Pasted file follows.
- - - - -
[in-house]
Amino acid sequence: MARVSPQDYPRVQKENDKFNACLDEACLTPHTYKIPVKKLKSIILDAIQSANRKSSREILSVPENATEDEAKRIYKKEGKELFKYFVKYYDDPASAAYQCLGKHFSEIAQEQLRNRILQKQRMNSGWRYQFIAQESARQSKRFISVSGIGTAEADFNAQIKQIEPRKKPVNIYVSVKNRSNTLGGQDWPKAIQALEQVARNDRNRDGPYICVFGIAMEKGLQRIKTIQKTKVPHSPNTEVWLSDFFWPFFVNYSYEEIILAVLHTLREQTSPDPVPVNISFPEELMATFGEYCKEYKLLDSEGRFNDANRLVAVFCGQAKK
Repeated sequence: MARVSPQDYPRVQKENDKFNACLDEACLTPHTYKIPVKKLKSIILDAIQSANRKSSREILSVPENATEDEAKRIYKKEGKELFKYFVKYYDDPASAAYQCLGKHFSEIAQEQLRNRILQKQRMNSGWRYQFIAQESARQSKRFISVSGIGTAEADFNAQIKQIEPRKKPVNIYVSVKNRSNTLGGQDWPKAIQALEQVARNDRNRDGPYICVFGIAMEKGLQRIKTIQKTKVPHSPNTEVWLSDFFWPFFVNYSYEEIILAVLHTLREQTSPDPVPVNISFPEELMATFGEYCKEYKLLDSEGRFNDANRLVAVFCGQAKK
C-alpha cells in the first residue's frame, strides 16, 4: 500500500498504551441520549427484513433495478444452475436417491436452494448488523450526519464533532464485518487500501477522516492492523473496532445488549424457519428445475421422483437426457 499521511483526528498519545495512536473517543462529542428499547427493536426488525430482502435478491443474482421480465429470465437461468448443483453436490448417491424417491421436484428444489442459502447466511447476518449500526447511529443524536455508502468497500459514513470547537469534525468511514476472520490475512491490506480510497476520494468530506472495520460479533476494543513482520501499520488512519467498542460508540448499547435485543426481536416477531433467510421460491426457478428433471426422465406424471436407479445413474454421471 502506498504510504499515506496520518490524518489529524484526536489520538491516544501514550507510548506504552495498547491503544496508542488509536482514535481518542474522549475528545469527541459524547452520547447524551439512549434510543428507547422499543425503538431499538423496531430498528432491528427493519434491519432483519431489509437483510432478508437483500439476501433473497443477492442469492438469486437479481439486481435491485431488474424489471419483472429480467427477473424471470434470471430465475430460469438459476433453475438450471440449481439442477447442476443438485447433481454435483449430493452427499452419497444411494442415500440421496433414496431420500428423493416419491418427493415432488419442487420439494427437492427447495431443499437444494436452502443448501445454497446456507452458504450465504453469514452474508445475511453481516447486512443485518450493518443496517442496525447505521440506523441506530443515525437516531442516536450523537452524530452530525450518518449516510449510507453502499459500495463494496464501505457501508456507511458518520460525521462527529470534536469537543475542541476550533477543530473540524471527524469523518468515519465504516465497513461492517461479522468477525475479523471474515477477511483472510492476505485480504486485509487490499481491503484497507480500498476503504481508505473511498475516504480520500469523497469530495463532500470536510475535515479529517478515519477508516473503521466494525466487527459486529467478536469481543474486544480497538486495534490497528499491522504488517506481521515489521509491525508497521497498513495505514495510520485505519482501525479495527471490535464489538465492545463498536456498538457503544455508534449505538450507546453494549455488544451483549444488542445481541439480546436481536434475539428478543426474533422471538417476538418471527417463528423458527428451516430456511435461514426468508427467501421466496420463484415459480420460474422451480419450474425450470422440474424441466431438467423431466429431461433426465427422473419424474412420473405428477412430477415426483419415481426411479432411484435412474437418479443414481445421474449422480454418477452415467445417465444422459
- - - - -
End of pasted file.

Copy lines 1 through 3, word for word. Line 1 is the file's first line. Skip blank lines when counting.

[in-house]
Amino acid sequence: MARVSPQDYPRVQKENDKFNACLDEACLTPHTYKIPVKKLKSIILDAIQSANRKSSREILSVPENATEDEAKRIYKKEGKELFKYFVKYYDDPASAAYQCLGKHFSEIAQEQLRNRILQKQRMNSGWRYQFIAQESARQSKRFISVSGIGTAEADFNAQIKQIEPRKKPVNIYVSVKNRSNTLGGQDWPKAIQALEQVARNDRNRDGPYICVFGIAMEKGLQRIKTIQKTKVPHSPNTEVWLSDFFWPFFVNYSYEEIILAVLHTLREQTSPDPVPVNISFPEELMATFGEYCKEYKLLDSEGRFNDANRLVAVFCGQAKK
Repeated sequence: MARVSPQDYPRVQKENDKFNACLDEACLTPHTYKIPVKKLKSIILDAIQSANRKSSREILSVPENATEDEAKRIYKKEGKELFKYFVKYYDDPASAAYQCLGKHFSEIAQEQLRNRILQKQRMNSGWRYQFIAQESARQSKRFISVSGIGTAEADFNAQIKQIEPRKKPVNIYVSVKNRSNTLGGQDWPKAIQALEQVARNDRNRDGPYICVFGIAMEKGLQRIKTIQKTKVPHSPNTEVWLSDFFWPFFVNYSYEEIILAVLHTLREQTSPDPVPVNISFPEELMATFGEYCKEYKLLDSEGRFNDANRLVAVFCGQAKK